Of all the elements that make up the very, very excellent His Dark Materials, the shit-scary daemons have been the most widely discussed. The external animal-like manifestations of a person’s soul are integral to the epic fantasy trilogy, so it was vital that the TV adaptation did them justice.
To find out how they went about it, NME sat down with Framestore VFX supervisor Russell Dodgson and puppet captain Brian Fisher to find out how they were brought to life through a combination of CGI and puppetry.
What were the first steps you took with the daemon designs?
Russell: “When you do talking creatures, you have to make a decision about how much you’re going to anthropomorphise. We decided that our take was going to be naturalistic. The fundamental thing about the daemons, however, is that they’re not animals – they’re animals with a human consciousness, so you have to remove things that make them animalistic, like sniffing around for food.”
How did Framestore’s initial designs help you to build the puppets?
Brian: “I talked with Russell about how big they are, their weight, and if they look more nasty than a normal animal would. We also had animal expert Lawrence Whittaker, and he would look for biomechanical versions to see how animals move so we could build that into the puppets. We’d constantly test new ideas and sometimes we would think it’d be the final form, or bring something on set and find it has limitations. You’d go back and redesign it, build it, and perform it to see if you get a different response.”
Why was it challenging to film with the puppets and then animate them?
Brian: “We wanted to have each puppet operated by one person. That means everyone on set can get to know one puppeteer and build a working relationship, especially the cast.”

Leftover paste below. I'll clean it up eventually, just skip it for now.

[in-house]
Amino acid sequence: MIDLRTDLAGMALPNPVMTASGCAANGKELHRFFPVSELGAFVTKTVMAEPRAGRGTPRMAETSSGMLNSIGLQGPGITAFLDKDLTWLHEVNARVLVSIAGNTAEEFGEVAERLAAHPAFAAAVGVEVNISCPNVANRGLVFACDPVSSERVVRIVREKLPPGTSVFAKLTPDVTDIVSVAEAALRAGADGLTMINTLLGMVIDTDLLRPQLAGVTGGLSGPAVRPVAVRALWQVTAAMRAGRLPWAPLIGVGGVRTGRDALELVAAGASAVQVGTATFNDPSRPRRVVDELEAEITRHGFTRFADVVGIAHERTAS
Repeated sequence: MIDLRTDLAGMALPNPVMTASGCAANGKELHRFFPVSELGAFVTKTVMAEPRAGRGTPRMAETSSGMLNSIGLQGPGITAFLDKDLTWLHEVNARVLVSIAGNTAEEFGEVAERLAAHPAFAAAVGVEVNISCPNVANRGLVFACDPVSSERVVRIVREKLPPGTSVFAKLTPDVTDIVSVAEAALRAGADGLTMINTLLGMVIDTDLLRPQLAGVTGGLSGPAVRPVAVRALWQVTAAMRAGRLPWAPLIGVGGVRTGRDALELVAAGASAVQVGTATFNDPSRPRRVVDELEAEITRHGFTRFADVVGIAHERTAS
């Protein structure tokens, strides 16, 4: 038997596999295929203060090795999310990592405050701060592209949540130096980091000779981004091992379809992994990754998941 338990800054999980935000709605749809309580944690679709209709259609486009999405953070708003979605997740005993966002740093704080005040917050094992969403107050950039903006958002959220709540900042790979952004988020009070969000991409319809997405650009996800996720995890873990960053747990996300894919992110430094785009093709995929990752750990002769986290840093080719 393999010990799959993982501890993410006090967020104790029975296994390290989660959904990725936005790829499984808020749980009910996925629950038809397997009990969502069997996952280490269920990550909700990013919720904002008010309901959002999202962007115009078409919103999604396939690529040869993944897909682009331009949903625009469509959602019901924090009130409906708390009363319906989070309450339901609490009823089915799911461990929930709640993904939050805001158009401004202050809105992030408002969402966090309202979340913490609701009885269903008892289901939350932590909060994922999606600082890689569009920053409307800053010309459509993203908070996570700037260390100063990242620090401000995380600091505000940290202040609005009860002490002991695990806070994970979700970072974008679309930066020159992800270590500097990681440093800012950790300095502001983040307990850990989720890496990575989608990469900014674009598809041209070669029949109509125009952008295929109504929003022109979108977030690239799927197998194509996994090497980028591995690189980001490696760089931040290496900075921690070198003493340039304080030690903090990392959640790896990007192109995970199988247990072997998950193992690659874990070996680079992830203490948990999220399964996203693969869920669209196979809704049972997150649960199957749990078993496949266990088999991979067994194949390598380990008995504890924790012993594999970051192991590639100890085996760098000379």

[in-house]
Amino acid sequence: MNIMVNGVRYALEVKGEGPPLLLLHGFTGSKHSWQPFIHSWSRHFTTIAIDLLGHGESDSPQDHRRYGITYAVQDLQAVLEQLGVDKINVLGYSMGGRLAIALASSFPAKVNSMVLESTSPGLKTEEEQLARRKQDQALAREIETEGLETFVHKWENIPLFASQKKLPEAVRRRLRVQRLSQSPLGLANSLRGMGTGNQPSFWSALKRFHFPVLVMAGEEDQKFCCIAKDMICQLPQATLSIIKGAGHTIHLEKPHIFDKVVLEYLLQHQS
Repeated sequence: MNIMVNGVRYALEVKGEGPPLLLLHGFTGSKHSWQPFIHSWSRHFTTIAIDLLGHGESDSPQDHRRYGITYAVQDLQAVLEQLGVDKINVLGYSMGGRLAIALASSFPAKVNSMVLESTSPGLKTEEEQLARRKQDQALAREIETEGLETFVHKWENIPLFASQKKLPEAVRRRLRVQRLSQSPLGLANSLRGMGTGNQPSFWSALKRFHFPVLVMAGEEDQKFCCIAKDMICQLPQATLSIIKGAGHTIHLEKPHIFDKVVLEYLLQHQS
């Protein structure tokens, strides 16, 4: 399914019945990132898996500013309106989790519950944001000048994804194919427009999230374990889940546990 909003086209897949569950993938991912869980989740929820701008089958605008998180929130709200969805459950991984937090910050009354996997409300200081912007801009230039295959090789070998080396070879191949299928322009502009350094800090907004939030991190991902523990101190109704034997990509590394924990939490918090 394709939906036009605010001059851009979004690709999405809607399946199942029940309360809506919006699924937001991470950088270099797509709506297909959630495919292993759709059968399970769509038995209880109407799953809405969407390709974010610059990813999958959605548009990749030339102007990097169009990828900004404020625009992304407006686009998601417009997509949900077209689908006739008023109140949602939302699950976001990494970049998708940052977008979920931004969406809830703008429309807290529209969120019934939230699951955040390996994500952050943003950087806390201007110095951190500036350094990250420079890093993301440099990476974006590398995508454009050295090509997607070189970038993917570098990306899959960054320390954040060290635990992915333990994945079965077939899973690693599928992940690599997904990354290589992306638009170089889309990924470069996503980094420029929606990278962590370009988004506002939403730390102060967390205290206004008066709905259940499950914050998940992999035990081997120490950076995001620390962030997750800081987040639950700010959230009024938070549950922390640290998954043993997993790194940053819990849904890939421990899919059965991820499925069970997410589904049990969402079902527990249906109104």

Russell: “First we filmed with the puppets and then took them away. The actors, with muscle memory, mime the actions they’ve done with the puppets in the next shot. We’d take those scenes away and completely rebuild them with computer-generated creatures. But then you get it into the edit, move it around, and the emotion of the scene changes. You move the position of the daemons around to suit the emotion, so you have to be adaptable.”
Did you incorporate actors’ mannerisms into their daemons?
Russell: “There were some things we were very specific about. With Hester, she blinks quite a lot. If you look at Lin-Manuel Miranda’s performance as Lee Scoresby, he blinks a fair bit so we thought ‘Ok, we can use that’ to connect them. With Lyra, Dafne Keen is a bundle of energy so you can have loads of fun with Pan. You can move him around and build that energy up. With Ruth, it was a case of taking her performance and be slightly off with the golden monkey.”
Why did you decide against adding each daemon into every scene?
Russell: “We went into this with arguably the best budget a TV show has ever had for this type of work, but it’s still not enough to give daemons to every character. Philip Pullman gets quite frustrated about how fixated people are with daemons. He’s written on Twitter that you don’t need to see them if they’re not part of the story – they’re there when you need to see them. There are scenes where I would have loved to have put Pan in but, every time you would have seen him, it’s costing money.”
Watch all of ‘His Dark Materials’ on BBC iPlayer now